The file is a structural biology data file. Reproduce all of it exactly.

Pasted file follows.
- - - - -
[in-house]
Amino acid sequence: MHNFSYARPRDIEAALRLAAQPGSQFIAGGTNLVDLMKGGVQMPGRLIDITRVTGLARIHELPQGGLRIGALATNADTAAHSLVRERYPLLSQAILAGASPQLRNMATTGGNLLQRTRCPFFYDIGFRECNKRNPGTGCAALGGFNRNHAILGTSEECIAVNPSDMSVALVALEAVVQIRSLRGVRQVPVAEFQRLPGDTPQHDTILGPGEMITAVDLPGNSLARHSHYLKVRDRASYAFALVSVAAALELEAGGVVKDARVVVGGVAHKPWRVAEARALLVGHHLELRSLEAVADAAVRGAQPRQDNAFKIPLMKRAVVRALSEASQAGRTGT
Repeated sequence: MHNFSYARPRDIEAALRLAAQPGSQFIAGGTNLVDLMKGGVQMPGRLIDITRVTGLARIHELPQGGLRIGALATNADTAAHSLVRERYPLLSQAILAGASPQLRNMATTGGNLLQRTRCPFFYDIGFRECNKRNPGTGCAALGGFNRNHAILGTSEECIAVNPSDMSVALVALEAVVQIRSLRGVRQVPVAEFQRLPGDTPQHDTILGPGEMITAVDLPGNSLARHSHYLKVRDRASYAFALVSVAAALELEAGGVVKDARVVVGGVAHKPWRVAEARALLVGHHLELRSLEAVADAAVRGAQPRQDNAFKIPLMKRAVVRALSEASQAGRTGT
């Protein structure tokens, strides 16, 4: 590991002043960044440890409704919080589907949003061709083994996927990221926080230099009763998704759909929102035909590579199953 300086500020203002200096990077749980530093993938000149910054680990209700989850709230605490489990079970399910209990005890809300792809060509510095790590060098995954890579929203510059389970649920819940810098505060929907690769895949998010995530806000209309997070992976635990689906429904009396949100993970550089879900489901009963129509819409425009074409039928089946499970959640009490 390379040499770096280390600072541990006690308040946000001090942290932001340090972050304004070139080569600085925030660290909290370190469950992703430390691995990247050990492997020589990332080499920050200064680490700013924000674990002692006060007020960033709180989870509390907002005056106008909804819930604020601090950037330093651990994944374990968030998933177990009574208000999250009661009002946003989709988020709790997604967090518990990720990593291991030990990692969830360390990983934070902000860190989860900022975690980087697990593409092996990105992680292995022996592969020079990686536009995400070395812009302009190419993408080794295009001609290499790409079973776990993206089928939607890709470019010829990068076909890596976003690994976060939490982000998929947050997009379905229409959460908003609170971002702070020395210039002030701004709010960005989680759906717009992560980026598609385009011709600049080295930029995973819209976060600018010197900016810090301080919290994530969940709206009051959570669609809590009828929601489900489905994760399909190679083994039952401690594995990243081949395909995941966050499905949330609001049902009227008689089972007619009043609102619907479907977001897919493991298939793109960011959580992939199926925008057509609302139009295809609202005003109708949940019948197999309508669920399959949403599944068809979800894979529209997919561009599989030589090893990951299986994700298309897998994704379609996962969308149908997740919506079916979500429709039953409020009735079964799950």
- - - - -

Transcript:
[in-house]
Amino acid sequence: MHNFSYARPRDIEAALRLAAQPGSQFIAGGTNLVDLMKGGVQMPGRLIDITRVTGLARIHELPQGGLRIGALATNADTAAHSLVRERYPLLSQAILAGASPQLRNMATTGGNLLQRTRCPFFYDIGFRECNKRNPGTGCAALGGFNRNHAILGTSEECIAVNPSDMSVALVALEAVVQIRSLRGVRQVPVAEFQRLPGDTPQHDTILGPGEMITAVDLPGNSLARHSHYLKVRDRASYAFALVSVAAALELEAGGVVKDARVVVGGVAHKPWRVAEARALLVGHHLELRSLEAVADAAVRGAQPRQDNAFKIPLMKRAVVRALSEASQAGRTGT
Repeated sequence: MHNFSYARPRDIEAALRLAAQPGSQFIAGGTNLVDLMKGGVQMPGRLIDITRVTGLARIHELPQGGLRIGALATNADTAAHSLVRERYPLLSQAILAGASPQLRNMATTGGNLLQRTRCPFFYDIGFRECNKRNPGTGCAALGGFNRNHAILGTSEECIAVNPSDMSVALVALEAVVQIRSLRGVRQVPVAEFQRLPGDTPQHDTILGPGEMITAVDLPGNSLARHSHYLKVRDRASYAFALVSVAAALELEAGGVVKDARVVVGGVAHKPWRVAEARALLVGHHLELRSLEAVADAAVRGAQPRQDNAFKIPLMKRAVVRALSEASQAGRTGT
């Protein structure tokens, strides 16, 4: 590991002043960044440890409704919080589907949003061709083994996927990221926080230099009763998704759909929102035909590579199953 300086500020203002200096990077749980530093993938000149910054680990209700989850709230605490489990079970399910209990005890809300792809060509510095790590060098995954890579929203510059389970649920819940810098505060929907690769895949998010995530806000209309997070992976635990689906429904009396949100993970550089879900489901009963129509819409425009074409039928089946499970959640009490 390379040499770096280390600072541990006690308040946000001090942290932001340090972050304004070139080569600085925030660290909290370190469950992703430390691995990247050990492997020589990332080499920050200064680490700013924000674990002692006060007020960033709180989870509390907002005056106008909804819930604020601090950037330093651990994944374990968030998933177990009574208000999250009661009002946003989709988020709790997604967090518990990720990593291991030990990692969830360390990983934070902000860190989860900022975690980087697990593409092996990105992680292995022996592969020079990686536009995400070395812009302009190419993408080794295009001609290499790409079973776990993206089928939607890709470019010829990068076909890596976003690994976060939490982000998929947050997009379905229409959460908003609170971002702070020395210039002030701004709010960005989680759906717009992560980026598609385009011709600049080295930029995973819209976060600018010197900016810090301080919290994530969940709206009051959570669609809590009828929601489900489905994760399909190679083994039952401690594995990243081949395909995941966050499905949330609001049902009227008689089972007619009043609102619907479907977001897919493991298939793109960011959580992939199926925008057509609302139009295809609202005003109708949940019948197999309508669920399959949403599944068809979800894979529209997919561009599989030589090893990951299986994700298309897998994704379609996962969308149908997740919506079916979500429709039953409020009735079964799950």